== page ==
The Rams and the St. Louis Convention and Visitors Commission started a month-long arbitration hearing over the future of the Edwards Jones Dome on Monday (via the St. Louis Post-Dispatch).
Chances are almost 50-50 that the renovations deemed appropriate by the arbitrator will cause a backlash from either owner Stan Kroenke or St. Louis and the CVC.
The Rams are pushing a robust renovation costing over $700 million to make the Dome a top-tier facility, while the CVC states that only $124 million in renovations are necessary.
If the CVC rejects the decision made by the court, the Rams are free to exercise a termination of the lease agreement as early as a year from now, and make the move to Los Angeles.While Farmers Field will not be completed until 2017 at the earliest, the Rams or any other team could play in the LA Coliseum until downtown construction is finished.
Chances the St. Louis Rams return to LA: Great
There is a possibility that the arbitration court makes a ruling that the CVC and St. Louis are uncomfortable paying.
In fact, because the sides are on opposite ends of the renovation-cost spectrum, it is possible that the court doesn't rule one way or the other but settles on another figure.
Owner Stan Kroenke has been spotted at Lakers home games at Staples Center, and he expressed his desire to purchase the Los Angeles Dodgers. It is apparent that Kroenke wants to be a player in Southern California.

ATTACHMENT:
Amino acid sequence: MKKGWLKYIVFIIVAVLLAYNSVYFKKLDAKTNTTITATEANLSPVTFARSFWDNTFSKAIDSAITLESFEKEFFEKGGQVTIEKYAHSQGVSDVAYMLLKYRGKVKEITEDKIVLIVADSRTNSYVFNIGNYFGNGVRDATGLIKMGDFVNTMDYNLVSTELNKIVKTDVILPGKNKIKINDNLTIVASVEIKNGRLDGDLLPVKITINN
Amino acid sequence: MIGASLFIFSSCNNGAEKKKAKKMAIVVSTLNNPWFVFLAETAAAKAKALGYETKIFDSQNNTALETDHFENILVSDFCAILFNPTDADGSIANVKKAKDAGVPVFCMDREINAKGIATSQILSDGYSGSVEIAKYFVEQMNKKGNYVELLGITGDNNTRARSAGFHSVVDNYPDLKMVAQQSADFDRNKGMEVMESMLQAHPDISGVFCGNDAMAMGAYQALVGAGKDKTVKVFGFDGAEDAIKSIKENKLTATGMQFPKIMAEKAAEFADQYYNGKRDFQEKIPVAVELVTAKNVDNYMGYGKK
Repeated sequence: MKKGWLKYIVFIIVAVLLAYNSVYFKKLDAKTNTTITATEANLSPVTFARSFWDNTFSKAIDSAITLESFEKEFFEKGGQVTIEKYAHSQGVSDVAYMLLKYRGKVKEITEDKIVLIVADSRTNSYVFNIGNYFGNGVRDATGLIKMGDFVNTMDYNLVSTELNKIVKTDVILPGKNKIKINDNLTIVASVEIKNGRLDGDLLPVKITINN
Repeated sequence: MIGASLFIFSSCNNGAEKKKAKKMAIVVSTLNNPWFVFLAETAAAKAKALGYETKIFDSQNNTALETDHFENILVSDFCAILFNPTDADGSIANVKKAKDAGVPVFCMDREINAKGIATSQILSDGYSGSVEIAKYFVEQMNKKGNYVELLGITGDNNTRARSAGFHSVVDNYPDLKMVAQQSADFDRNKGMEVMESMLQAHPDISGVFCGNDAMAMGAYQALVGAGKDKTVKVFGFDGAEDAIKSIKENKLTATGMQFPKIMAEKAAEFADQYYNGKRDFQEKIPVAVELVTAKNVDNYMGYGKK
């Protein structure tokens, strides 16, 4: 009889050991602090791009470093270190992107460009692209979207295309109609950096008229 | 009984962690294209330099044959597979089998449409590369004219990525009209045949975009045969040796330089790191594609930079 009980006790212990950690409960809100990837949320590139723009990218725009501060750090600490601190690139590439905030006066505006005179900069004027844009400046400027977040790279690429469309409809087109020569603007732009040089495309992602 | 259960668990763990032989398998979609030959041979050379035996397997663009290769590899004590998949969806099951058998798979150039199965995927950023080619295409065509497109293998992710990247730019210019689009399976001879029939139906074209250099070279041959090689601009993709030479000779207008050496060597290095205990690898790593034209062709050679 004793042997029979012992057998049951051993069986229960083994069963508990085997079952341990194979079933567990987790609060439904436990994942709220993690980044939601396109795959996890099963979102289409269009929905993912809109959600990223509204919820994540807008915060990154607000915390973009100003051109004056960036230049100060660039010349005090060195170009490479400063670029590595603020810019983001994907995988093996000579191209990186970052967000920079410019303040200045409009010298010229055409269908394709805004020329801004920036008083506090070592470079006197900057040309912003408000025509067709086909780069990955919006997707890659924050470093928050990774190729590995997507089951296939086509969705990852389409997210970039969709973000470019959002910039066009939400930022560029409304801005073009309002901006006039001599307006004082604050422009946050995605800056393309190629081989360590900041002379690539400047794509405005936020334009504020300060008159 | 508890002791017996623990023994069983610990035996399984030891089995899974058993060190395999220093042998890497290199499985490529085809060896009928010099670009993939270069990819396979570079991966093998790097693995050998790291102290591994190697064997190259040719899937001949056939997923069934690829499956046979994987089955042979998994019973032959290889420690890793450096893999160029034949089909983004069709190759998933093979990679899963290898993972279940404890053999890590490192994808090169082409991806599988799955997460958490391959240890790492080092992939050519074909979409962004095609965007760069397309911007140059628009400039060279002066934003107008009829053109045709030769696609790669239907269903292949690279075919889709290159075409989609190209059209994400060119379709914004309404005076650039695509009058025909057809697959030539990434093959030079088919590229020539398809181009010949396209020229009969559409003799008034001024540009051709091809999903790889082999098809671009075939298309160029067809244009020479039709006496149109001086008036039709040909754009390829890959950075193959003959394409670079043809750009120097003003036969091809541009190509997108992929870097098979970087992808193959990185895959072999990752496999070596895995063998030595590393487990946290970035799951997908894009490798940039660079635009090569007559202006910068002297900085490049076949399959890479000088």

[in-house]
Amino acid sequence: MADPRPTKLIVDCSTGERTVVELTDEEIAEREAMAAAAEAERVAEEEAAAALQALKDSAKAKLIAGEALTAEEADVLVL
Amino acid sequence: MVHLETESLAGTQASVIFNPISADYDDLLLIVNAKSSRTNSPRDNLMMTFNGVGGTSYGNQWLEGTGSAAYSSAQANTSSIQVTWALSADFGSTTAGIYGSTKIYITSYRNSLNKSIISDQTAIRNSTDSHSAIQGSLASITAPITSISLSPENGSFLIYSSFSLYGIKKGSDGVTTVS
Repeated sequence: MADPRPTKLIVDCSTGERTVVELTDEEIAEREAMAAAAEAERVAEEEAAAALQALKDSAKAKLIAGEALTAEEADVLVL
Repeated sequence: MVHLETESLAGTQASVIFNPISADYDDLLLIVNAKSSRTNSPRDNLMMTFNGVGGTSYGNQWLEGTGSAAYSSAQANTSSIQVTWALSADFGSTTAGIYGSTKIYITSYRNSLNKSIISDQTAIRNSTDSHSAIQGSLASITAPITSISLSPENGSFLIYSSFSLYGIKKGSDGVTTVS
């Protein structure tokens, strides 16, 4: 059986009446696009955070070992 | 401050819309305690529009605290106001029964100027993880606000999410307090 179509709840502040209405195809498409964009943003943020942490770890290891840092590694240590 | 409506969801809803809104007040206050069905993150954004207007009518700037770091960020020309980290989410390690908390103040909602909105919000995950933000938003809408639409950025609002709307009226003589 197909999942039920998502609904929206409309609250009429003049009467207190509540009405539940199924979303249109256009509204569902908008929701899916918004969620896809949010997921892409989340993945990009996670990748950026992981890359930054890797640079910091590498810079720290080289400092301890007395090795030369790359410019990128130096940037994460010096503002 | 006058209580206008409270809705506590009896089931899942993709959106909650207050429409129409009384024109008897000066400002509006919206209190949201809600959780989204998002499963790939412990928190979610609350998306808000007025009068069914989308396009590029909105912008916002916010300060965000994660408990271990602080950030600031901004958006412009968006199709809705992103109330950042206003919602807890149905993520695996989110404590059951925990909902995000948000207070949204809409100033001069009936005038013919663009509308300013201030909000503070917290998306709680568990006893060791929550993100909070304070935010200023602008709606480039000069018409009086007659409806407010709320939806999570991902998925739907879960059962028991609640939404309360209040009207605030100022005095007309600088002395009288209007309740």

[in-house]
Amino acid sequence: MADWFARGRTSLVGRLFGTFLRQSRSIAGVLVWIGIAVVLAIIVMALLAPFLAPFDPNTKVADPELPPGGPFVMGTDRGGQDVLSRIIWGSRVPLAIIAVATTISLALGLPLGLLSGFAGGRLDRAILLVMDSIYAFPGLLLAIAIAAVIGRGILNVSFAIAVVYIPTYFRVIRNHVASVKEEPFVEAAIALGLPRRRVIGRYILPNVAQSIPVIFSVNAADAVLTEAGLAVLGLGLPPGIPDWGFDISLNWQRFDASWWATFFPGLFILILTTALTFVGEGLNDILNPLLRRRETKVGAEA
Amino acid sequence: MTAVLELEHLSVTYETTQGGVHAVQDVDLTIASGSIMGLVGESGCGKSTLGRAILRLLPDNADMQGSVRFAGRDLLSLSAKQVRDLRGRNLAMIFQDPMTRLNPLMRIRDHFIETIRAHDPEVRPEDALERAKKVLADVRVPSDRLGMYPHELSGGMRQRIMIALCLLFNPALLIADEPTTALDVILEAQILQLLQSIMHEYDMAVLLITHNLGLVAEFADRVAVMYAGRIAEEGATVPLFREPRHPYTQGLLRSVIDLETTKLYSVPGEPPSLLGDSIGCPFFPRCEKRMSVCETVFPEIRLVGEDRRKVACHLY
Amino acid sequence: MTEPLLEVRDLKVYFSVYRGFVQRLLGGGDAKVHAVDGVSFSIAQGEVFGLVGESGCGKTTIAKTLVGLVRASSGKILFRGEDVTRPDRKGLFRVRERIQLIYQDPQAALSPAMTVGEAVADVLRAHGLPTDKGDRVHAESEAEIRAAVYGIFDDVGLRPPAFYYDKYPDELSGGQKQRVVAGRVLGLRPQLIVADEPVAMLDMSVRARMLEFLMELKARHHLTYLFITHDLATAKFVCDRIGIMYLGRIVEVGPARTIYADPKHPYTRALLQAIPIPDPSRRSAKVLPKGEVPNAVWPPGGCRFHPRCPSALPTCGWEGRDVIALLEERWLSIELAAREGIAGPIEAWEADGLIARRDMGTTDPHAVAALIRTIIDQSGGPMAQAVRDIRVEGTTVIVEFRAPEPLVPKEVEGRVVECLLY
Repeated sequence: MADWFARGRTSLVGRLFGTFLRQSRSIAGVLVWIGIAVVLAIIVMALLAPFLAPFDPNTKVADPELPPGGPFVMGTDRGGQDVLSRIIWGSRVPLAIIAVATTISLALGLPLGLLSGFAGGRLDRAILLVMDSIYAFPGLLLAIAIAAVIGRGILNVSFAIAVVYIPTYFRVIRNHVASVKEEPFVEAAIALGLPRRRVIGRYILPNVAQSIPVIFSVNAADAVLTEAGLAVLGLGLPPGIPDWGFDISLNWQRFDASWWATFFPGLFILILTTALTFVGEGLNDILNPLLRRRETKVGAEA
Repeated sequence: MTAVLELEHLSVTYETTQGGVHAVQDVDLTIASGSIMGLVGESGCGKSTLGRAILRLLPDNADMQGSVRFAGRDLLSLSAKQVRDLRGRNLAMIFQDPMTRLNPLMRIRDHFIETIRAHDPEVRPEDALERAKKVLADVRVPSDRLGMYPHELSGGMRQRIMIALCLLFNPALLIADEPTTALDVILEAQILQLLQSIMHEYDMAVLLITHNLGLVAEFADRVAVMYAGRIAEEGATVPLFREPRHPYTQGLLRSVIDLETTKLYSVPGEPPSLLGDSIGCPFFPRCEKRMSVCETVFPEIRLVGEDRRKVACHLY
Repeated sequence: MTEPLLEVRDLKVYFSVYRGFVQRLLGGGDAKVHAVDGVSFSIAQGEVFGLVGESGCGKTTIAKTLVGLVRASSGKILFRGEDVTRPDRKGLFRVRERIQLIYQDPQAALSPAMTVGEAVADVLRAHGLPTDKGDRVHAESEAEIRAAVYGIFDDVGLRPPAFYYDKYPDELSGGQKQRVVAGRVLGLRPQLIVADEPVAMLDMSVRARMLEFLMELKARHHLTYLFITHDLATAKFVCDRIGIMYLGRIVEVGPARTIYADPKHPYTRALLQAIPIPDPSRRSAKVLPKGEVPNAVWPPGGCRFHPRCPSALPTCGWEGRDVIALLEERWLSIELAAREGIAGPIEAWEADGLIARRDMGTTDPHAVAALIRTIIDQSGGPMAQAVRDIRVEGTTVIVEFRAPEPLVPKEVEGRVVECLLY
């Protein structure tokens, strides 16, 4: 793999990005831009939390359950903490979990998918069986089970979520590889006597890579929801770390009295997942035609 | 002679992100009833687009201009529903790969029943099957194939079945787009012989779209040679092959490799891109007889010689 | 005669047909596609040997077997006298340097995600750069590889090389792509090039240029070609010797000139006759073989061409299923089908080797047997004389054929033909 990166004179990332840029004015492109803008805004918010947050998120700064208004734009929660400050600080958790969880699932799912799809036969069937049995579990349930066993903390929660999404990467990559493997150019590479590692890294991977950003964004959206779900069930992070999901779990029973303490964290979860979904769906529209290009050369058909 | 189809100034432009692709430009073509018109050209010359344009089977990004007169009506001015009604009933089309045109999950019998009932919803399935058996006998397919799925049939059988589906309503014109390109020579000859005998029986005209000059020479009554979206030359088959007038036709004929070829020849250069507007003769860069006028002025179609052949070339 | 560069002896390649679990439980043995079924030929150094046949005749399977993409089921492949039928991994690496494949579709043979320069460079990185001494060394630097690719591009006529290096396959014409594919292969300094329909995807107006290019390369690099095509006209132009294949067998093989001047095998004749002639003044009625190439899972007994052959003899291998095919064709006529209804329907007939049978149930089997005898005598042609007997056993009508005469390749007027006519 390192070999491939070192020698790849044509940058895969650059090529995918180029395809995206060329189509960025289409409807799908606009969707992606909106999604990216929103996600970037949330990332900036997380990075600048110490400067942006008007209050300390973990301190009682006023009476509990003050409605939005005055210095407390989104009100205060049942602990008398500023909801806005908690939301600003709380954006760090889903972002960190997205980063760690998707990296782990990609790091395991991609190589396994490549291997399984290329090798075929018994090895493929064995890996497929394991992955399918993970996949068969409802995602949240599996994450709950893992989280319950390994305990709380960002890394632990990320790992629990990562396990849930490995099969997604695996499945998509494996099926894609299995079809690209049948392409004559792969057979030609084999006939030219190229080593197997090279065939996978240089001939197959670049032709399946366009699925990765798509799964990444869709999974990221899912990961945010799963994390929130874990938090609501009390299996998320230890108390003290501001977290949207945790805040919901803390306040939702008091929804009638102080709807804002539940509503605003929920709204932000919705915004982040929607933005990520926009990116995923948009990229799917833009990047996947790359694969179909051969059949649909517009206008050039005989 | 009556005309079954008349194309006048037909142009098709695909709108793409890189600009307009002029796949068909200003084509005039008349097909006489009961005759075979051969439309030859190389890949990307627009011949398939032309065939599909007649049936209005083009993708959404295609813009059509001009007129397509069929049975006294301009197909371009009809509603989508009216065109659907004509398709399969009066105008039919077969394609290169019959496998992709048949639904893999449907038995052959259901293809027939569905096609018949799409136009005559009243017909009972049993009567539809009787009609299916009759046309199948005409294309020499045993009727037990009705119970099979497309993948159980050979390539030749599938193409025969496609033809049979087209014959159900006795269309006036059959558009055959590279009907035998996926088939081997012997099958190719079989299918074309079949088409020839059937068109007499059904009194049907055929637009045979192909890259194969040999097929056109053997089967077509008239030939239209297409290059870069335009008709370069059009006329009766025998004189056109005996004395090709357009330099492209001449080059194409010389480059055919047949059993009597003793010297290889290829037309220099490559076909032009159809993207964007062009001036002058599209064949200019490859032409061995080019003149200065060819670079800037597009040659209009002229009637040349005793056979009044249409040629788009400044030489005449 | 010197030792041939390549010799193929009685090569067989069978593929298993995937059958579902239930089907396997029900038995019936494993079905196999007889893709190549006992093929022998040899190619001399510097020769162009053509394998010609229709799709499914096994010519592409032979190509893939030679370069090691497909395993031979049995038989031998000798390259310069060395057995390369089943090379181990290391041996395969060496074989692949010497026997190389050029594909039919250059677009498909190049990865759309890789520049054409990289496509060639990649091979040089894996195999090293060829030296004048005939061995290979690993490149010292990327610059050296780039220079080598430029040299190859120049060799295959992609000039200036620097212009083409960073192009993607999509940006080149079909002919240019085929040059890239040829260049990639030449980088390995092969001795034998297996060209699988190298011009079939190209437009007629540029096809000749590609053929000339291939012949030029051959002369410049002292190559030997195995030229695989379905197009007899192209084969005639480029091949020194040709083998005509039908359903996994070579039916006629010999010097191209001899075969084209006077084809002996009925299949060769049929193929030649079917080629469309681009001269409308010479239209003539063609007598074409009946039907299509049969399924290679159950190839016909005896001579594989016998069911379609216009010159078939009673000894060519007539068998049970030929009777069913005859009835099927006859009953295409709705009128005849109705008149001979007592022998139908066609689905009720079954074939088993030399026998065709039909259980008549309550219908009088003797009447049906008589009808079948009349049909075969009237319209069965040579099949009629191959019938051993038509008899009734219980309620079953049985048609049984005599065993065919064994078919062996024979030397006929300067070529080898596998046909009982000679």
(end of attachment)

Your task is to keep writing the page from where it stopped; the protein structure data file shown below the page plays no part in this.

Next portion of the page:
Stan Kroenke talking to Patrick Soon-Shiong at halftime of the Lakers-Nuggets game. #NFLtoLA&mdash" _mce_href="https://twitter.com/search/%23NFLtoLA">#NFLtoLAnull&mdash">https://twitter.com/search/%23NFLtoLA">#NFLtoLA— Arash Markazi (@ArashMarkazi) https://twitter.com/ArashMarkazi/status/288132080674689024" data-datetime="2013-01-07T03:56:55+00:00">January 7, 2013
Is this enough to drive the Rams out of the Midwest?
The Oakland A's and Raiders are the last MLB and NFL teams in the nation to share a stadium, the O.co Coliseum. Both teams have expressed a desire to build a new stadium in the surrounding area. An abundance of sites and plans has come and gone with little progress.
Now that the 49ers have secured a stadium in Santa Clara, it was almost expected that the Raiders would be more than willing to share the stadium with their Bay Area rivals. Yet, the Raiders have no plans to share the stadium, according to NFL.com. The Santa Clara stadium is expected to be complete by 2014.
The move to Los Angeles is the first option for the Raiders, a team that left LA in 1995. Several incentives make the move back to California's largest city enticing.
Los Angeles would provide the team with a new home in the heart of LA Live, an entertainment complex that includes Staples Center and the Nokia Theatre. With the complex comes much more revenue and a bigger market for the team.
A move would address three major problems plaguing the Raiders. Besides the obvious (a world-class stadium in LA), the Raiders would make more money in LA. Breaking even would be a better year for the Raiders than 2012, as the team lost $15.2 million (via Forbes).
Chances the Oakland Raiders return to LA: Good
It is uncertain whether or not Mark Davis is willing to sell even a stake in the team. However, if the Raiders continue to lose the Davis family money, there may not be another viable option.
Despite efforts from the loyal fan bases, the massive LA market continues to entice owners across the NFL.
The cities of San Diego, St. Louis and Oakland all have their work cut out for them. Building a stadium is difficult in today's economy, and even a privately financed project in LA still awaits the ground-breaking ceremony.
However, Los Angeles is far ahead of the three current cities that call a franchise home.
When will the NFL return to Los Angeles? Only time will tell.